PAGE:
Here I am, happy, healthy, and living a big life which I manifested through stubborn tenacity. I think it would have been impossible to heal in my old life. Now I feel it's totally achievable, and for the first time in years, I'm making plans :D

Monday 18 August 2014

Wheatgrass Implants

A title with the word 'rectal' in it is probably not going to gain many fans, but these implants are a fast, efficient way of getting nourishment into the body.

Why implant rectally? Wheatgrass can be difficult to digest, creating feelings of nausea (as well as tasting quite 'unusual'). The haemorrhoidal vein (located just inside the rectum) is able to quickly absorb nutrients, bypassing the high acid content of the gut and allowing maximum absorption.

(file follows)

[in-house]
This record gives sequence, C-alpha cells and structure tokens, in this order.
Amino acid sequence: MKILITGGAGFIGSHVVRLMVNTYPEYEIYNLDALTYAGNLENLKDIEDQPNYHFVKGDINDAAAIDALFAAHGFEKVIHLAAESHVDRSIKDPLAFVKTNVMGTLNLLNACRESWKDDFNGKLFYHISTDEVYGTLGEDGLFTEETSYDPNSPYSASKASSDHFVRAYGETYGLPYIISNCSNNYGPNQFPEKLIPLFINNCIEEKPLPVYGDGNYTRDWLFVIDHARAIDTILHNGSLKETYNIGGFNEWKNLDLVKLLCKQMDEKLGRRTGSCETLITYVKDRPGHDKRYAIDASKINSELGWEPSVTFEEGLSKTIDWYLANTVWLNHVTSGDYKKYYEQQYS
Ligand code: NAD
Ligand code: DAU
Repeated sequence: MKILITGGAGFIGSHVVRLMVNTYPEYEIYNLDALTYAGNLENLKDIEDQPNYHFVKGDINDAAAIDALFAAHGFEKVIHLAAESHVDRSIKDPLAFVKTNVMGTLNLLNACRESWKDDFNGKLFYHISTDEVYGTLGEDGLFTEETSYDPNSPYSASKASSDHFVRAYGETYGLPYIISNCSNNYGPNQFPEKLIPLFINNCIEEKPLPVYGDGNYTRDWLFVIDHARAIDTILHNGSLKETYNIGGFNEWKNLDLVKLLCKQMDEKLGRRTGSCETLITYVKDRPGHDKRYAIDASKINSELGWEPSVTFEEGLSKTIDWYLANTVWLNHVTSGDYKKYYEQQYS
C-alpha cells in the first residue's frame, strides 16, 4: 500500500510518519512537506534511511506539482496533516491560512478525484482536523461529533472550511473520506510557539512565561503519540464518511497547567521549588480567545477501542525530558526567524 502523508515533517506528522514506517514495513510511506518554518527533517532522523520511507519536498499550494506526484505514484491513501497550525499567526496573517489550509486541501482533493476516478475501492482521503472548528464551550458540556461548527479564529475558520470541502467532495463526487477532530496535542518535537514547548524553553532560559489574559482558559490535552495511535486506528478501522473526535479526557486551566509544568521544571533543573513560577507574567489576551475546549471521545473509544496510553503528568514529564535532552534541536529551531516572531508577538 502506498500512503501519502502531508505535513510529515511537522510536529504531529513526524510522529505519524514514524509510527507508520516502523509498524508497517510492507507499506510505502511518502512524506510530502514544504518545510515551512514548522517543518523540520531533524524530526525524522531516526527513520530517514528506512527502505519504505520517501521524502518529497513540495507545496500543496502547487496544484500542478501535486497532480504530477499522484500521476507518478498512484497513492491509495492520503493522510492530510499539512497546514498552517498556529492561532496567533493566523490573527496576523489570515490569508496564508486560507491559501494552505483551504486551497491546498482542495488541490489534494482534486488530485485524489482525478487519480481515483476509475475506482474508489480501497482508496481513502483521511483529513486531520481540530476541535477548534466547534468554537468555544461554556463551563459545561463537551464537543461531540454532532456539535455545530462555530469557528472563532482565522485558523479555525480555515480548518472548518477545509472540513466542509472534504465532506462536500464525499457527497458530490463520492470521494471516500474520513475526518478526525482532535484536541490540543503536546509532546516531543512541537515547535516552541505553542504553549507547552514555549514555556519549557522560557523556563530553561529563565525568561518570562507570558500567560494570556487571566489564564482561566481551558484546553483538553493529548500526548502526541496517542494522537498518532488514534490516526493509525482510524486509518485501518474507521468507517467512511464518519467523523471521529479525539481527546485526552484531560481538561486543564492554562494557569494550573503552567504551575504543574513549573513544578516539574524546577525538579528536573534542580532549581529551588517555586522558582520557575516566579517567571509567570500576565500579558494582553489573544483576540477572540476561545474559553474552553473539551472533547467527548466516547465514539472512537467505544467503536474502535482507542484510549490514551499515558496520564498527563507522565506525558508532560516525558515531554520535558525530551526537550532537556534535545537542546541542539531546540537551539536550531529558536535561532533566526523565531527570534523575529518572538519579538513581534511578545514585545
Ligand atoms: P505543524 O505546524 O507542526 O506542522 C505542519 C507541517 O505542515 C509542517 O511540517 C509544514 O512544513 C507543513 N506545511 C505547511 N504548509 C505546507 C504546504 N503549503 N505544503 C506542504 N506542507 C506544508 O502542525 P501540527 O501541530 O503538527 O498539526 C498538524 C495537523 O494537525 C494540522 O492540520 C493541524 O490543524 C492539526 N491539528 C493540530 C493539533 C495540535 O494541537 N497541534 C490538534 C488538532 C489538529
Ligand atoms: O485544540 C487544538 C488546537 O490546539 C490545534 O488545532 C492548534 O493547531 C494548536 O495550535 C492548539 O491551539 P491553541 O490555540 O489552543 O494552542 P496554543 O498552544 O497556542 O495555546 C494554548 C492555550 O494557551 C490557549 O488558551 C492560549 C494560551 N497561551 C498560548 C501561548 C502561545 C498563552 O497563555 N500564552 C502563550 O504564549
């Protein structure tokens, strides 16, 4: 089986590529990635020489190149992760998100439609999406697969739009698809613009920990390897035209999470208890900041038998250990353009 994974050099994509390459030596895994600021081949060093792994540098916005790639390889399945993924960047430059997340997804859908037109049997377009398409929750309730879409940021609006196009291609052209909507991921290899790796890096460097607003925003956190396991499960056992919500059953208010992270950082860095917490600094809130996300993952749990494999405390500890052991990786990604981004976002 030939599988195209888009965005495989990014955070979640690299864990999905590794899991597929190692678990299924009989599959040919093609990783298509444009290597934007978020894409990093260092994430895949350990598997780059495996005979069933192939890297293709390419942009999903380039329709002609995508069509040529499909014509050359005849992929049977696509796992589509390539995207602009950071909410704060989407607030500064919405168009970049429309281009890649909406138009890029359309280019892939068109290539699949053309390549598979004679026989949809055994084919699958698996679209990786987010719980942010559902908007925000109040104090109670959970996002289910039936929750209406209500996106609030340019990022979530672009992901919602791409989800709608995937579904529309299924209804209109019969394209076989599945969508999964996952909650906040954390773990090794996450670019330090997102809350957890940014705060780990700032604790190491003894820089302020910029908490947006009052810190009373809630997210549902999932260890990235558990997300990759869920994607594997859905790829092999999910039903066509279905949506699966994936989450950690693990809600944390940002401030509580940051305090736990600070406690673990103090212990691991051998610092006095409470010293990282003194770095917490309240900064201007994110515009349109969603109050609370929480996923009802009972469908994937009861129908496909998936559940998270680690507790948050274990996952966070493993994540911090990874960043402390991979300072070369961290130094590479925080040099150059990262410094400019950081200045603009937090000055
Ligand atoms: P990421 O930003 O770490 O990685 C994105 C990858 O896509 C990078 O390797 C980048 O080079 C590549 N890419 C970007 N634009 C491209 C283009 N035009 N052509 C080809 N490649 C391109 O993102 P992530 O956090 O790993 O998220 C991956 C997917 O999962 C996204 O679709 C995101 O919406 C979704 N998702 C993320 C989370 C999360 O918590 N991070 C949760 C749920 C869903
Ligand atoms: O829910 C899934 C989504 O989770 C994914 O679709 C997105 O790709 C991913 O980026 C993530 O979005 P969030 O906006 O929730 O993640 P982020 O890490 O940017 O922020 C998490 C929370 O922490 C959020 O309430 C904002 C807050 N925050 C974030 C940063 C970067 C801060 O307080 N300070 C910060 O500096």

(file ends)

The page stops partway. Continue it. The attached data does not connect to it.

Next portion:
In Europe pain relief is often given rectally, and historically, patients were given nutrients this way if they were unable to eat or digest.

Wheatgrass and snowpea shoots from Aconbury Sprouts

Wheatgrass makes an ideal implant. It's incredibly detoxifying and alkalising. It's rich in chlorophyll (fantastic for our blood) and high in vitamins C, A and E. It contains over 90 minerals (including potassium, calcium, magnesium and sodium) as well as essential enzymes (protease, lipase and amylase). 

So, how to do it? The key is to start with a water or coffee enema to clear the system! Dilute 1 - 2 oz of wheatgrass juice in a little filtered water. I use an enema bag, but a bulb is better for smaller amounts. Simply lay down (I would recommend using a towel!), make yourself comfortable and insert (coconut oil makes a great lubricant). Unlike enemas, implants are designed to be held for about 20 minutes, or until the contents are assimilated. 

Implant Bulb

I've been buying fortnightly trays of fresh wheatgrass from Aconbury Sprouts, and juicing 1/6th of a tray at a time. If I'm feeling robust I also juice a little extra to drink, mixing with fresh apple and lemon, but I recommend having an apple juice chaser at the ready!!!